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{UAH} Micho saga: Who pays national team football coaches in Africa?

Micho saga: Who pays national team football coaches in Africa?

At $10,000 monthly, Micho earns seven times

At $10,000 monthly, Micho earns seven times less than South Africa's Stuart Baxter, over five times less than Herve Renard of Morocco, and three less than Gernot Rohr of Nigeria. File photo 

By Andrew Mwanguhya

Kampala. If there is one constant song from Fufa it has got to be "call for government support."
"It is only in Uganda where the national team is catered for by the federation," Fufa president Moses Magogo has always argued.

"It is the mandate of the government to pay the coach, his technical staff, cater for players' air tickets and other costs."

So it is not surprising that whenever Cranes coach Micho Sredojevic chooses his timing to ask for his dues, normally on Twitter, the rage is usually met with a familiar call from Fufa, a call for government support.
Fufa, who entirely shoulder the coach's monthly pay of $10,000 (Shs36m), make an important point of government taking responsibility of national teams, besides the Sports Act says so.

Rwanda, Kenya, Egypt and Ghana are some of the African countries where governments pay their national coaches, leaving grassroots development and management of the wide game to the local FAs.

In Egypt, for example, the Ministry of Youth and Sports, supplemented by EFA's sponsorship deal with Presentation Sports For Media Rights, helps offset Hector Cuper's $65,000 (Shs234m) monthly salary.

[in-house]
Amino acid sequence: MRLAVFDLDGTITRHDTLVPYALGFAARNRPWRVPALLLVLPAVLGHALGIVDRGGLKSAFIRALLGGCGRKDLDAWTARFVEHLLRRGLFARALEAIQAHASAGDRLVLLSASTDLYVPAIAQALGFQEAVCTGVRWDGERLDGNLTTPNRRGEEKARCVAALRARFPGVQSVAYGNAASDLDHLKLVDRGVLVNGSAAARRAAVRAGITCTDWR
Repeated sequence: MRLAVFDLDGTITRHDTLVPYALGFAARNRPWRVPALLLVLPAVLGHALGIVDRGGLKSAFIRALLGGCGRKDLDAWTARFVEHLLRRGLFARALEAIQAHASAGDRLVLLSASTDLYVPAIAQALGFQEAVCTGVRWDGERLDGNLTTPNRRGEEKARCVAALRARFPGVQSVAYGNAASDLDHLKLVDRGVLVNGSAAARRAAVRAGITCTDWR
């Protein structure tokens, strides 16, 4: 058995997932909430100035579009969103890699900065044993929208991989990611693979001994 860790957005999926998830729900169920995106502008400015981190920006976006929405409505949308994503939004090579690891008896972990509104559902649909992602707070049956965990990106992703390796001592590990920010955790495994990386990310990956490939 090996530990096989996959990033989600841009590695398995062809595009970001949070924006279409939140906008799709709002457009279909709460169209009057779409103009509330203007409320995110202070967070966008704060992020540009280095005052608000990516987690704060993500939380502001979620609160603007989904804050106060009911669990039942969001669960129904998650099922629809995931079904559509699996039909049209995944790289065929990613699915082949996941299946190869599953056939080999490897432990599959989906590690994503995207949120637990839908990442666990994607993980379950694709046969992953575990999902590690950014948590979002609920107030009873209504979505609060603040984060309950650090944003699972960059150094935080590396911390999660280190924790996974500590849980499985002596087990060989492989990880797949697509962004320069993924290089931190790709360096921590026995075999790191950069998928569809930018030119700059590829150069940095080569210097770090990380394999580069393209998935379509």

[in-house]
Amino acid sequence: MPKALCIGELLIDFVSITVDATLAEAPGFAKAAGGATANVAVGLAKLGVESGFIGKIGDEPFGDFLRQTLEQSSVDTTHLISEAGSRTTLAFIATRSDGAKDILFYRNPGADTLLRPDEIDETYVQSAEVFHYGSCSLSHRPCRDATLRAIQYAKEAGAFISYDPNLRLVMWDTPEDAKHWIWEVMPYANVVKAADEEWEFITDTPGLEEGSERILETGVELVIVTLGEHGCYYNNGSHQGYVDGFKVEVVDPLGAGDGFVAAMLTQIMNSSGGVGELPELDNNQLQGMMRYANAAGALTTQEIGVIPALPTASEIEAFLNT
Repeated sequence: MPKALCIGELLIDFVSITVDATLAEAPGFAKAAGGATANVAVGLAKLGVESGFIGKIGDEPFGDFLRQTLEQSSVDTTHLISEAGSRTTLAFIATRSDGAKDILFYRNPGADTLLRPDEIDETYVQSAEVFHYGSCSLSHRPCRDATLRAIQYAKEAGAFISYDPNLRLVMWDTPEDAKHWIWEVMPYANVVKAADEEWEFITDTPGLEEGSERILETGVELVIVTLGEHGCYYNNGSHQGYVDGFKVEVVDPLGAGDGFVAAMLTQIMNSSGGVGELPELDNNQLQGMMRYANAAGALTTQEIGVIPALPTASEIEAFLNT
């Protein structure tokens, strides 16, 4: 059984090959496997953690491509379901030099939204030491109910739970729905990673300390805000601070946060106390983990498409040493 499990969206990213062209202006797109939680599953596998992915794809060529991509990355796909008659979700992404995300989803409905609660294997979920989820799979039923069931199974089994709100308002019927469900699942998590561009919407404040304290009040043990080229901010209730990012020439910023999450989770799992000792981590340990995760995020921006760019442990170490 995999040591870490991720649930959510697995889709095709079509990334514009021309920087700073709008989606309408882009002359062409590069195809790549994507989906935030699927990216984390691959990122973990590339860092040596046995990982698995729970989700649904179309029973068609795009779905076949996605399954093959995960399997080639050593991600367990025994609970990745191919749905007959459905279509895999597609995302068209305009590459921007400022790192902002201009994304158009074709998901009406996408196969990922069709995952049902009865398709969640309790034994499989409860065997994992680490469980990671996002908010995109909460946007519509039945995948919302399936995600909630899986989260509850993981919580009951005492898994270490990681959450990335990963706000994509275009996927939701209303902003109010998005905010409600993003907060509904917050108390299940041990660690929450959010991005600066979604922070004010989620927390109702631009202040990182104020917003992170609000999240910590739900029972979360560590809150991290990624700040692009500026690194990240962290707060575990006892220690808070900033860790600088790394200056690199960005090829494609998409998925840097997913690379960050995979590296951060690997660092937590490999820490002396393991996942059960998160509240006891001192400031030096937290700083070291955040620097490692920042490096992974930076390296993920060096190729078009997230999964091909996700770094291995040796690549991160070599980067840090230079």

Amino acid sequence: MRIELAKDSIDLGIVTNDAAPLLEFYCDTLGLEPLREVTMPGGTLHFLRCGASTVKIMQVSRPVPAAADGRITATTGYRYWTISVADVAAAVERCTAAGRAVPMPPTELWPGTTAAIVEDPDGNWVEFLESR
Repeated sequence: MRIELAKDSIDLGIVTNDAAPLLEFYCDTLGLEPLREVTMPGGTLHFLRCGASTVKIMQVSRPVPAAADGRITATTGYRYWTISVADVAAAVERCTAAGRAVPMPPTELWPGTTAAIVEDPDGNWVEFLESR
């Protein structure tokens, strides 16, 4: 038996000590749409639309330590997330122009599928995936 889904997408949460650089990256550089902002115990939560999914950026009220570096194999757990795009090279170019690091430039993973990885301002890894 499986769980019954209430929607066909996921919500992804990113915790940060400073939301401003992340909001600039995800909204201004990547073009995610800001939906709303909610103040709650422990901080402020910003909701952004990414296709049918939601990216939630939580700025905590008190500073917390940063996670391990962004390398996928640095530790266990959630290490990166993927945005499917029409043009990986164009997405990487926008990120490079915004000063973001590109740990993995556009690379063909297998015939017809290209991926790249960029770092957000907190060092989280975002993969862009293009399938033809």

Ghana National Petroleum Cooperation (GNPC), an independent state company, takes care of the national team expenses and the coaching staff of the Black Stars, where coach Kwesi Appiah earns $35,000 (Shs126m) per month.

Herve Renard's $65,000 (Shs243m), which will improve to $83,000 (Shs298m) if Morocco qualify for Russia 2018 World Cup, is offset by the FA and Moroccan government.

Closer home, the Rwandan government takes care of everything national teams. "For us when it comes to national team," said a source from the Rwandan FA, who preferred not to be named because he is not authorized to speak on the matter.

"We offer technical advice and manage the game in other aspects. But when it comes to team expenses, we leave the government to take over. It has its own challenges of course, but it has advantages too."
Rwanda coach Antoine Hey earns the same as Micho's $10,000 (Shs36m) monthly.

Kenya's Stanley Okumbi is one of the lowest paid national team coaches at $5,000 (Shs18m) per month, $15,000 (Shs54m) less than Scotsman Bobby Williamson used to earn with the Harambee Stars.

The Kenyan government pays Okumbi. However, not all African governments pay their national team football coaches. Stuart Baxter's $80,000 (Shs288m) monthly pay is offset by the South African Football Association (Safa), arguably one of the richest, if not the richest FAs in Africa thanks to millions of dollars in sponsorships.

Super Eagles of Nigeria technical adviser, German Gernot Rohr, is said to pocket $47,000 (Shs170m), which is paid thanks to a sponsorship deal between the Nigerian Football Federation (NFF) and an oil and gas company called Aiteo.

The only difference between Safa and NFF is the creativity to source for other ways outside government to pay their coaches. And lest we forget, they are bigger economies and their sport is more of an attractive brand than Uganda's.

Salaries of coaches

*Stuart Baxter, South Africa, $80,000
(Shs288m) - Safa
*Herve Renard, Morocco, $65,000
(Shs243) – Govt & FA
*Hector Cuper, Egypt, $65,000
(Shs243) – Govt & FA
*Gernot Rohr (Nigeria) $47,000
(Shs170m) - NFF through an oil and gas
*Kwesi Appiah, Ghana, $35,000
(Shs126m) - Govt through a
State-owned petroleum company
*Micho Sredojevic, Uganda, $10,000
(Shs36m) - Fufa
*Antoine Hey, Rwanda, $10,000 –Govt
Stanley Okumbi, Kenya, $5,000
(Shs18m) – Govt


Gwokto La'Kitgum
"Even a small dog can piss on a tall building" Jim Hightower

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